Fresh from the campaign to save ‘our’ NHS (from what and for whom has yet to be disclosed) the BBC or anyone else in government or the media has now, without any sense of irony, started a campaign to save ‘our BBC’ .  It isn’t, you will be pleased to learn, staffed by left wing Guardian-reading employees with a distaste for anyone’s opinion other than theirs, but right on totally unbiased journalists of the highest calibre.   Why it purchases more copies of the Guardian is never explained, as a news gathering broadcasting organisation second to none in their eyes, with world-class news-gathering staff and billions of pounds worth of resources behind them.  Surely the Guardian staff and, for that matter, all the main stream media should be tuned to its rolling news for inspiration, rather than the reverse.  It does not produce programmes with a heavy left-wing bias, it’s fair and independent during its news programmes, to which we all have apparently turned to for genuine news during the events of the last few months.  I’m so pleased to hear that and you may also be relieved to learn that Question Time is a cultural icon and national treasure and never packed with members of a particular political persuasion.

One of their big stories this week, and you may wish to steady yourself, is that Dame Jennie Murray, the mainstay of in these times a rather oddly-named program called ‘Women’s Hour’, is leaving after, wait for it, 33 years to spend more time doing whatever you do after working on one program for half a lifetime.

In the unbiased, diverse and politically-correct and neutral world of the BBC will the program in its present form survive?

People are fast realising that the BBC has had its time.  They do not, as a spokesperson alleged recently, ‘regret cancelling their licence and after a few days start missing the quality programs that our BBC ‘offers.’

Well, good luck with that.  Tens of thousands have cancelled their licence. I’ve not heard that young people are enthused about their output, and many older people are now turning to streaming services too.  If the BBC is so sure that it is a much-loved national institution, then let’s put it to the test.  As it’s now ‘our BBC’, which we need to save, perhaps we should, as we have done for that other national institution, arrange regular street clapping sessions, food parcels and discounts on everything for all its hard-working staff to show our appreciation.  Presumably the government is quite happy to kick the can down the road because of its continued use of the fear factor to frighten much of the population and its use of the overseas services for its propaganda and so called British soft power influence which, despite all the recent bravado and rhetoric, is declining.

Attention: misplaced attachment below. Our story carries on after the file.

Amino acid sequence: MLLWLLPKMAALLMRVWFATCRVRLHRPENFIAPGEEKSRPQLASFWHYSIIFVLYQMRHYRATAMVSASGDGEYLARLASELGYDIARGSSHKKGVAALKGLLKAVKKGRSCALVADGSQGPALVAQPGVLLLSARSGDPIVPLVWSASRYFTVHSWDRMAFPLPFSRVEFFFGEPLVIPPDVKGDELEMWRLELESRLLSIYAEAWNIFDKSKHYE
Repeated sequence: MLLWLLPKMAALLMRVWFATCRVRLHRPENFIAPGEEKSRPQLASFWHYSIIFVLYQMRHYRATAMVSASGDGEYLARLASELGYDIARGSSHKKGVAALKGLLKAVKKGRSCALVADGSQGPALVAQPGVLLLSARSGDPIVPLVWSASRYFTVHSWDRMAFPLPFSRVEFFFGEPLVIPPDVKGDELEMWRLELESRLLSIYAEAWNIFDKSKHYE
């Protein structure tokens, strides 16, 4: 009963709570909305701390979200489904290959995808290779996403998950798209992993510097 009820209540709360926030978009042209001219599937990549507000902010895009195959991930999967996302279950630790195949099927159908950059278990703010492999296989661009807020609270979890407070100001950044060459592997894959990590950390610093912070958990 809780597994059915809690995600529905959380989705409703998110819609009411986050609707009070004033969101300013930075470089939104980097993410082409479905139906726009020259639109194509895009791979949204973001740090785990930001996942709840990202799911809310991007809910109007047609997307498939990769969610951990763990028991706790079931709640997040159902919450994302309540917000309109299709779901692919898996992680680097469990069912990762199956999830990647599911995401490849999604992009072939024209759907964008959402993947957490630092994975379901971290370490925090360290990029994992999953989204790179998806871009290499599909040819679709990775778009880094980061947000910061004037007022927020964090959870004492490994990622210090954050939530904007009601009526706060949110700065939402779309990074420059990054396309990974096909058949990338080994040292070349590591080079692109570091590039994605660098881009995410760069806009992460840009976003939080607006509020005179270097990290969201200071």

The Prime Minister’s use of social media during the election, which entertained in a sort of Reganistic way and gave many people confidence in his ability to communicate with the electorate, has gone silent.  What we are getting is poor presentation which comes over as uncertain bumbling and  what the media used to call  one gaff after another,   He and his colleagues are certainly trying the patience of many people willing to give him and his government the benefit of the doubt. It’s easy of course to be wise after the event as many pundits are.  We all realise that the government was acting on expert advice at the beginning of the lockdown but hindsight does not explain why communication has been so mixed and contradictory, why policies, guidelines and laws have been enacted without any clear and transparent scrutiny.

The appliance of science was a good advertising slogan for domestic electrical equipment 25 years ago.  It’s not one that bears any relevance to government during a time of supposedly national emergency, although demonstrably not much of emergency when our MPs, conspicuous by their absence for most of the year, have now left for the six-week summer recess.

Many will say that, given the perfect storm of economic, employment and health problems waiting in the wings, not to mention a second wave virus of some sort waiting to pounce on us all, the government would decide what it’s going to do and get on with it, but on present evidence that is probably too much to ask.